How to Borrow Against Future Revenue

by Bob Haring, Demand Media

    If you're self-employed, starting your own small business or running a farm, you're going to run into a situation where you need extra money. You've landed a big job, for instance, but you have to buy a lot of material and you won't get paid until you finish the work. That's a cash flow bind and you have to somehow borrow against that future revenue.

    Credit Card

    A credit card is one way to borrow against your future revenue if you need money to buy material or hire workers now but won't be paid for several days or weeks. A credit card charge is essentially an unsecured loan. It pays your bill immediately and you'll typically have at least a month to get the revenue to pay it off. You can charge lumber for a project and then pay it off when you collect. It's a good way to borrow small amounts against money you know is coming in.

    Contract or Purchase Order

    If you've got a contract for a job, you can take that to your bank or lender to offer as collateral for a short-term loan. A firm order to buy your services or product with a guaranteed payment date will usually get you a short-term loan to finance your work with a promise of payment. You may be able to borrow only a percentage of the payment. A $1,000 painting contract will secure a short-term loan for all your paint.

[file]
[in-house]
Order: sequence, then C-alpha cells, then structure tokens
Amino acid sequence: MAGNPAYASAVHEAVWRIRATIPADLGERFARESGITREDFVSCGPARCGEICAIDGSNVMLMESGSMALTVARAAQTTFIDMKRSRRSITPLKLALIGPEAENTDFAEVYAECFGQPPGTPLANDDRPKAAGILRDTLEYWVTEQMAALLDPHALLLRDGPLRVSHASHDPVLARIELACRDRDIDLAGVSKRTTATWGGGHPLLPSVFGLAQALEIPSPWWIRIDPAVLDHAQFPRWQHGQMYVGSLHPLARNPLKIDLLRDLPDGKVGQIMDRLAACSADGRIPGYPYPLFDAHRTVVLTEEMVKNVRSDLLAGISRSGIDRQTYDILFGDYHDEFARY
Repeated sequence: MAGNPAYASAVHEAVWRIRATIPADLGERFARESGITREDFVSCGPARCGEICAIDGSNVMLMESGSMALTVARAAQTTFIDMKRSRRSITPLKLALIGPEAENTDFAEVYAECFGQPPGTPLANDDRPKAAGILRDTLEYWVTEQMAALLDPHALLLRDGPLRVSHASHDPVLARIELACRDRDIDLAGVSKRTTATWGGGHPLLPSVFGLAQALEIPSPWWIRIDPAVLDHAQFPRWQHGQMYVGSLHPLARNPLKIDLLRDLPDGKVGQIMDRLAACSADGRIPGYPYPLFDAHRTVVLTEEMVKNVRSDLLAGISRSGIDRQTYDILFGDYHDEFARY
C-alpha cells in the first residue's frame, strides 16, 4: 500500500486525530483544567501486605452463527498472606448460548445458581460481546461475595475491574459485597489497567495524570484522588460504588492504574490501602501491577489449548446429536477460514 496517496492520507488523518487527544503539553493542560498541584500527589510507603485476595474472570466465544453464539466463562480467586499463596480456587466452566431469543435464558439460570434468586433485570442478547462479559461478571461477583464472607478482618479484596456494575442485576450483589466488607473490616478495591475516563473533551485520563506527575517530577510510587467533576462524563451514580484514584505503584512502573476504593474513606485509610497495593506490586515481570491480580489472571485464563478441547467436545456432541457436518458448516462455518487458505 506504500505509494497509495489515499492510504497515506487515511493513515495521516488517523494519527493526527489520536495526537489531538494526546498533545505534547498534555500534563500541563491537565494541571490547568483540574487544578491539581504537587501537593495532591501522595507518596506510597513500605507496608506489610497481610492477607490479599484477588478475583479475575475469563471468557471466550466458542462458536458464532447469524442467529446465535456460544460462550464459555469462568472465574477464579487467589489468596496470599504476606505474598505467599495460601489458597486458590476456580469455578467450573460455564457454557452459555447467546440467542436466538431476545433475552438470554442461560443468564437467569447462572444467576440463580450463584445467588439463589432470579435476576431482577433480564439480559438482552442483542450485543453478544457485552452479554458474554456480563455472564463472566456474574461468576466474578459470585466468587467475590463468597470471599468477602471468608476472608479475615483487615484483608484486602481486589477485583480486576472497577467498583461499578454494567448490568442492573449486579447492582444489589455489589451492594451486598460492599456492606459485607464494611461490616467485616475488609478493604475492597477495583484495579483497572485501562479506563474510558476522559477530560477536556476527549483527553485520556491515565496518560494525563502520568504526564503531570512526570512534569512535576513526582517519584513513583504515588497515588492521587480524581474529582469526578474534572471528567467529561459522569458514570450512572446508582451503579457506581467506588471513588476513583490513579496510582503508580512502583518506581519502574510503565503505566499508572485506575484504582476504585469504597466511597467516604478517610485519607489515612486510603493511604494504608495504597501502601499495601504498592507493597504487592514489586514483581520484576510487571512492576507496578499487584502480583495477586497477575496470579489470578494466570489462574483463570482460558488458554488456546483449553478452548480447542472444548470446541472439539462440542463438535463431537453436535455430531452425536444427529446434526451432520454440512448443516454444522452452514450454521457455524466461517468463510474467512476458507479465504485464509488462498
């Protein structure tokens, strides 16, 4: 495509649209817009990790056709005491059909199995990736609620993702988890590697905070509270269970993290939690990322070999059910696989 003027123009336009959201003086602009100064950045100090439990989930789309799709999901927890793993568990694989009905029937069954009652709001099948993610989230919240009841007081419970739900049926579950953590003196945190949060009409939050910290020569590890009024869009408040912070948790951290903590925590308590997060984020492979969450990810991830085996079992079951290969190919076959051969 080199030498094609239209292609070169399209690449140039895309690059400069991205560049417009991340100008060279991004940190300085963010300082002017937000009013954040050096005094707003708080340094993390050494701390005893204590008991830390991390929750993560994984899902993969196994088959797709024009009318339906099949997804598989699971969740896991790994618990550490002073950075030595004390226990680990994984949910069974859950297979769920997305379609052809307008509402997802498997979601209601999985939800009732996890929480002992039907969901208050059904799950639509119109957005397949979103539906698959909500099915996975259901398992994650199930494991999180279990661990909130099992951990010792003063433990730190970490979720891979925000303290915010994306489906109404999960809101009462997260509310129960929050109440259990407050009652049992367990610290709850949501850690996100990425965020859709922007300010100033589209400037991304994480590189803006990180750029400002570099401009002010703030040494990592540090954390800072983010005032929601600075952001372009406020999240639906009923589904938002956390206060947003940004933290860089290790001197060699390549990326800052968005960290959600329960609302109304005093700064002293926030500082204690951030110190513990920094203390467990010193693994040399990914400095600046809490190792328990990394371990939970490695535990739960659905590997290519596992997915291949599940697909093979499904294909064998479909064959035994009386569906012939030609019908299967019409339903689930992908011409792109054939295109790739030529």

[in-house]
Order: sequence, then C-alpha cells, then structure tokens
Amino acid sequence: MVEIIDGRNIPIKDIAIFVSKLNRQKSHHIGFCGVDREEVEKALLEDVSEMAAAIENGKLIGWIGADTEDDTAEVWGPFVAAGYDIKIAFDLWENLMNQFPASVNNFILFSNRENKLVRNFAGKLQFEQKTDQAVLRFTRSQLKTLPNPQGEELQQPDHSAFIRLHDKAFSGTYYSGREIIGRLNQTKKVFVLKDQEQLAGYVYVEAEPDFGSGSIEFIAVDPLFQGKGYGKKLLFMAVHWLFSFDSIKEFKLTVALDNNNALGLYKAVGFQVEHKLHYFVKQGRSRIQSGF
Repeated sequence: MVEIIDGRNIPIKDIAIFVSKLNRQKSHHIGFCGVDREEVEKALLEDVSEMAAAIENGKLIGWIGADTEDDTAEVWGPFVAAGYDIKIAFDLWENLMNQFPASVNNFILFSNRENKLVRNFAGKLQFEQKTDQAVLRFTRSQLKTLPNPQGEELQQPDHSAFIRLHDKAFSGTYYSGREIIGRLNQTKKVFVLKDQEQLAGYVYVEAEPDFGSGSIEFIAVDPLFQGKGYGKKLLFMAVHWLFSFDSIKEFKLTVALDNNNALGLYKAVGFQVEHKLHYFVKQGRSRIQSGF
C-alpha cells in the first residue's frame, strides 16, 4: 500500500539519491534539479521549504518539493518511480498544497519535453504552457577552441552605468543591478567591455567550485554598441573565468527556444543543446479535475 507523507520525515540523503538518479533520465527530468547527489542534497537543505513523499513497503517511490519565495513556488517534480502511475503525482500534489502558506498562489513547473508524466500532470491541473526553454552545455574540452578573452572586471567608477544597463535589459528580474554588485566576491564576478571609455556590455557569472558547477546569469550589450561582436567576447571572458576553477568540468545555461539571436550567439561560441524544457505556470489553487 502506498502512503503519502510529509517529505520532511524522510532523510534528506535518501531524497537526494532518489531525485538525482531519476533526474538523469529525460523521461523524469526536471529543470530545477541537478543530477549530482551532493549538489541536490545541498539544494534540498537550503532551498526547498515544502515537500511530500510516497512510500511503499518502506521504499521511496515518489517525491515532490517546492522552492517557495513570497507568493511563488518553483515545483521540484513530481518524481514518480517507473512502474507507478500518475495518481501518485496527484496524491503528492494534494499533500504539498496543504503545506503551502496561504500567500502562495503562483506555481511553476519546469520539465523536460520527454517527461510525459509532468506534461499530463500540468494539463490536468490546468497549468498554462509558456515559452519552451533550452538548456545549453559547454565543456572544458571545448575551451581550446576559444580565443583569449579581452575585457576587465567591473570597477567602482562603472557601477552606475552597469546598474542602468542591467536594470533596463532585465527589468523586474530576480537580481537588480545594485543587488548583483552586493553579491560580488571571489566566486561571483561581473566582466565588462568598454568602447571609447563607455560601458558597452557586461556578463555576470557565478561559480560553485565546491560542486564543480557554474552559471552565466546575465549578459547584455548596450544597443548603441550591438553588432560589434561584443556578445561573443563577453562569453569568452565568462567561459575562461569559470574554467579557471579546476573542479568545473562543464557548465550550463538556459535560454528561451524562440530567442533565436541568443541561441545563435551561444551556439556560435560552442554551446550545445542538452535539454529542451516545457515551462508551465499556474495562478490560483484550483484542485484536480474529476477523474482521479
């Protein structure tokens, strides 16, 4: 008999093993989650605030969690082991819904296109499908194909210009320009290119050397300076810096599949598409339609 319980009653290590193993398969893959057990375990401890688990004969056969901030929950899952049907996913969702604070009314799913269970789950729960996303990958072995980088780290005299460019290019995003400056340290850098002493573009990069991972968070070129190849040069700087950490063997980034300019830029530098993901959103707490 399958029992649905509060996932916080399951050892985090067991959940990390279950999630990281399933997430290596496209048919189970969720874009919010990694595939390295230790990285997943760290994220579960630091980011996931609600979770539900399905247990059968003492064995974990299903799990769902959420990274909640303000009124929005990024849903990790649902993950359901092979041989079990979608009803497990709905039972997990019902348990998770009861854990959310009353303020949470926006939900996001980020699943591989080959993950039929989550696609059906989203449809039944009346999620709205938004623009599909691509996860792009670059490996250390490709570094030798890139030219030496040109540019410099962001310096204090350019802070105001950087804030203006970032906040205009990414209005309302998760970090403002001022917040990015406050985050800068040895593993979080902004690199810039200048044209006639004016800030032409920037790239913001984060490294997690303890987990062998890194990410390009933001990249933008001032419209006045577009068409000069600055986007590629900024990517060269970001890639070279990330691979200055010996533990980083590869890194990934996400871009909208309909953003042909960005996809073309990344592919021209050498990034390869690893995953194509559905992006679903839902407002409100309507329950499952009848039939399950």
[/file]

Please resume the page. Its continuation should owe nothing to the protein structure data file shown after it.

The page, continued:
Credit Line

    Try to get a continuing line of credit. Approach your bank or other lender about creating a growth debt, a continuing source of credit that you can tap as you need. You'll need to provide some proof that you have continuing income from your work or product sales. This is different from a fixed-term loan because you borrow only what you need when you need it, have a flexible repayment schedule and pay interest only on what you've borrowed.

    Other Sources

    The federal Small Business Administration and some state governments have business development programs that will make temporary loans to help individuals or companies that need temporary financing. Another alternative is private investors. Some venture capitalists will make short-term loans to promising enterprises if they can see a future revenue stream.

    About the Author

    Bob Haring has been a news writer and editor for more than 50 years, mostly with the Associated Press and then as executive editor of the Tulsa, Okla. "World." Since retiring he has written freelance stories and a weekly computer security column. Haring holds a Bachelor of Journalism from the University of Missouri.